Thursday, September 23, 2010

Interview with John Kerr of Vit

Vit is a doom/black metal band from Ohio. They have just released their debut record which has been reviewed by The Inarguable. Their unique sound is a breath of fresh air for the underground US scene, and they are definitely on my artist to watch list! Here are some questions I had for drummer John Kerr. 

Being in bands myself, I know that it is a process to write music that you can stand by 100%. How does Vit go about writing material?

Ritualistically. We typically meet once a season and play for hours until something worthwhile comes of it. We all bring our seperate ideas and specialities until they culminate into one. After the seasonal 'practise', we are allowed to go free.

Your debut record has a very special feel to it. Many influences are present and melded together, while maintaining an individual voice. How do you feel about being compared to other bands? What bands do you call your main influences?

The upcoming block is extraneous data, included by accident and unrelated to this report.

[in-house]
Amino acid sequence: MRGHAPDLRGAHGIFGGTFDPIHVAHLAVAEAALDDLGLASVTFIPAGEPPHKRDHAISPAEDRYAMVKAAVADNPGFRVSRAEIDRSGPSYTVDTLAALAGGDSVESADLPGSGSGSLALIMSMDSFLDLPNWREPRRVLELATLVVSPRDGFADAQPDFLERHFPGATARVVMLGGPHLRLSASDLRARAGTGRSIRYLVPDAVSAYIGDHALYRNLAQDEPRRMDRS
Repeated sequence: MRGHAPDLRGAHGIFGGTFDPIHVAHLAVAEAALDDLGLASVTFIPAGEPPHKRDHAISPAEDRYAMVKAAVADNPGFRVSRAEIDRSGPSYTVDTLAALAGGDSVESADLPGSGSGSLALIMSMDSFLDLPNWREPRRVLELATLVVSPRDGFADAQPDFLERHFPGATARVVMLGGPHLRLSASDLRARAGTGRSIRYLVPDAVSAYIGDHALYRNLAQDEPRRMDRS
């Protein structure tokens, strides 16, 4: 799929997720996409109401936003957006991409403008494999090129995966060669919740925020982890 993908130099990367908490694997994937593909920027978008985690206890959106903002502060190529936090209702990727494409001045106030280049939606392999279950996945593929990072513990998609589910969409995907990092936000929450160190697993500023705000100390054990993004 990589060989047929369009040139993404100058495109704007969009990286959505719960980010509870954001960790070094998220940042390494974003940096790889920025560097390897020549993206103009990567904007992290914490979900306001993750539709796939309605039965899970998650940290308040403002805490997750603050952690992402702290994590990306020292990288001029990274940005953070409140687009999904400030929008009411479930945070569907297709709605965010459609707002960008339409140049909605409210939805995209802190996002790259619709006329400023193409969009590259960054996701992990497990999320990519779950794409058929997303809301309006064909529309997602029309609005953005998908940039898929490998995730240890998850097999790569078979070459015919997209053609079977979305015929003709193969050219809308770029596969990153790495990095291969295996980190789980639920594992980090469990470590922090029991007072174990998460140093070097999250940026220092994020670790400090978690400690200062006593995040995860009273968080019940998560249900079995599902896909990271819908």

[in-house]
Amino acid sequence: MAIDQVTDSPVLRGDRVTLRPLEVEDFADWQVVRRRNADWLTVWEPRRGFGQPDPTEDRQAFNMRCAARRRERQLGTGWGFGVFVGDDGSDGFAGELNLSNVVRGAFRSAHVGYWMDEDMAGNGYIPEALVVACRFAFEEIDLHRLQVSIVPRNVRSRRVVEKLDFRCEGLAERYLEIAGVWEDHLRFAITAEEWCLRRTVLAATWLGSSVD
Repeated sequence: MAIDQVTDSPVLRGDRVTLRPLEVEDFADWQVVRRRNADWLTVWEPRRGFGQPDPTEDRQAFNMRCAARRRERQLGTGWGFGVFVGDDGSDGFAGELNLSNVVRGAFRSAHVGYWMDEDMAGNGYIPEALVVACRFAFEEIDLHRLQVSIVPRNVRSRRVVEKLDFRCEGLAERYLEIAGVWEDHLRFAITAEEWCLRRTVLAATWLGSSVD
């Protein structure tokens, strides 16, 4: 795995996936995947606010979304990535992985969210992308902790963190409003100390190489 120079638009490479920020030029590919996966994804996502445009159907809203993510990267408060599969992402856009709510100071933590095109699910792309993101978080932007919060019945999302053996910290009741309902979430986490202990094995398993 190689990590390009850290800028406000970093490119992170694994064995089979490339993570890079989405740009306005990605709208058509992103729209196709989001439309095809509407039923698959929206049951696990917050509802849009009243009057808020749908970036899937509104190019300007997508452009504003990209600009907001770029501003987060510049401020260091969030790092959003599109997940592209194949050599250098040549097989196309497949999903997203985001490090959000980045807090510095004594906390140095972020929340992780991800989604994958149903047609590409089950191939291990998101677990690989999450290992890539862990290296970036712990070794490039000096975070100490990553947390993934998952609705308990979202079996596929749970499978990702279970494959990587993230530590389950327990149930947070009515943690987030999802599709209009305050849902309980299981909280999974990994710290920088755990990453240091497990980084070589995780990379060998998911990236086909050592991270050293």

Any comparison to another band is likely imparted from the biases of the observer. We haven't seen many comments or reviews that have accurately described the things that influence our music. This is for one very simple reason: we ourselves do not know what influences the sounds we create. We congregate, collaborate, leave records, and depart.

How has growing up in the Midwest influenced your views and how you write music? Do you feel it is an overall positive or negative area for you?

The most obvious result of our Midwestern upbringing is in our aesthetic. The coverart for the record is a glorified depiction of how we see the environment in which we live and play. Cornfields are integral to the ideas and practices of Vit, so we would take it as an overall positive area. It facilitates us very well.

Can you explain what exactly ‘Swansylvania’ is and what the song is about?

Swansylvania is the town in which we all live and carry out the majority of our activities. It's a very small town of about 200 people in one of the more rural areas of Ohio with a vast expanse of practically uninhabited territory. The song is an aural representation of what goes on in this town, whether every resident knows about such activities or not.

I'm actually glad you asked this question. Vit is not from Athens. For some reason, a few promoters in the Athens area seem to believe we are and have plastered that information on a countless number of fliers. Just because we play in a city doesn't mean we're from there. No one in Vit lives in Athens.